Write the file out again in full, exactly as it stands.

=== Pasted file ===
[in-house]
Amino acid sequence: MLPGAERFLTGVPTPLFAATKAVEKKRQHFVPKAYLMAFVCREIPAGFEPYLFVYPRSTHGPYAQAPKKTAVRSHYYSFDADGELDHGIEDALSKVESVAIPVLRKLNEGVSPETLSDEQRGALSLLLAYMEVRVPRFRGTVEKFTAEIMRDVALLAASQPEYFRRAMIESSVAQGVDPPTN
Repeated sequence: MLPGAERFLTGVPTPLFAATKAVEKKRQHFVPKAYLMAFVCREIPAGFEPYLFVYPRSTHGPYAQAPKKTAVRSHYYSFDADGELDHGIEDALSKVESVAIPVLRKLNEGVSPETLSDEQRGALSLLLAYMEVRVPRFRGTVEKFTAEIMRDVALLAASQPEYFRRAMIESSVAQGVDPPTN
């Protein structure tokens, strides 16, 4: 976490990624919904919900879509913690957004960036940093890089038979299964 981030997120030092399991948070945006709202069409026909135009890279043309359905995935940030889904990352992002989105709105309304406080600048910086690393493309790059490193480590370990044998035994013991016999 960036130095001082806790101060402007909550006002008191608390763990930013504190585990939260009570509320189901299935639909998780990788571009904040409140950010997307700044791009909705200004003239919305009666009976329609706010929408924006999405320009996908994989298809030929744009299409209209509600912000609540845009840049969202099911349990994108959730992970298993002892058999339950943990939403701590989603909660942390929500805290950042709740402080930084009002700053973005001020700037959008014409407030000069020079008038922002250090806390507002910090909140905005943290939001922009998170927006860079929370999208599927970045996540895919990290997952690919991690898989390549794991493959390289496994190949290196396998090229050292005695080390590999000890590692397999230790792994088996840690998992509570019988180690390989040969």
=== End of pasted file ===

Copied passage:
[in-house]
Amino acid sequence: MLPGAERFLTGVPTPLFAATKAVEKKRQHFVPKAYLMAFVCREIPAGFEPYLFVYPRSTHGPYAQAPKKTAVRSHYYSFDADGELDHGIEDALSKVESVAIPVLRKLNEGVSPETLSDEQRGALSLLLAYMEVRVPRFRGTVEKFTAEIMRDVALLAASQPEYFRRAMIESSVAQGVDPPTN
Repeated sequence: MLPGAERFLTGVPTPLFAATKAVEKKRQHFVPKAYLMAFVCREIPAGFEPYLFVYPRSTHGPYAQAPKKTAVRSHYYSFDADGELDHGIEDALSKVESVAIPVLRKLNEGVSPETLSDEQRGALSLLLAYMEVRVPRFRGTVEKFTAEIMRDVALLAASQPEYFRRAMIESSVAQGVDPPTN
């Protein structure tokens, strides 16, 4: 976490990624919904919900879509913690957004960036940093890089038979299964 981030997120030092399991948070945006709202069409026909135009890279043309359905995935940030889904990352992002989105709105309304406080600048910086690393493309790059490193480590370990044998035994013991016999 960036130095001082806790101060402007909550006002008191608390763990930013504190585990939260009570509320189901299935639909998780990788571009904040409140950010997307700044791009909705200004003239919305009666009976329609706010929408924006999405320009996908994989298809030929744009299409209209509600912000609540845009840049969202099911349990994108959730992970298993002892058999339950943990939403701590989603909660942390929500805290950042709740402080930084009002700053973005001020700037959008014409407030000069020079008038922002250090806390507002910090909140905005943290939001922009998170927006860079929370999208599927970045996540895919990290997952690919991690898989390549794991493959390289496994190949290196396998090229050292005695080390590999000890590692397999230790792994088996840690998992509570019988180690390989040969």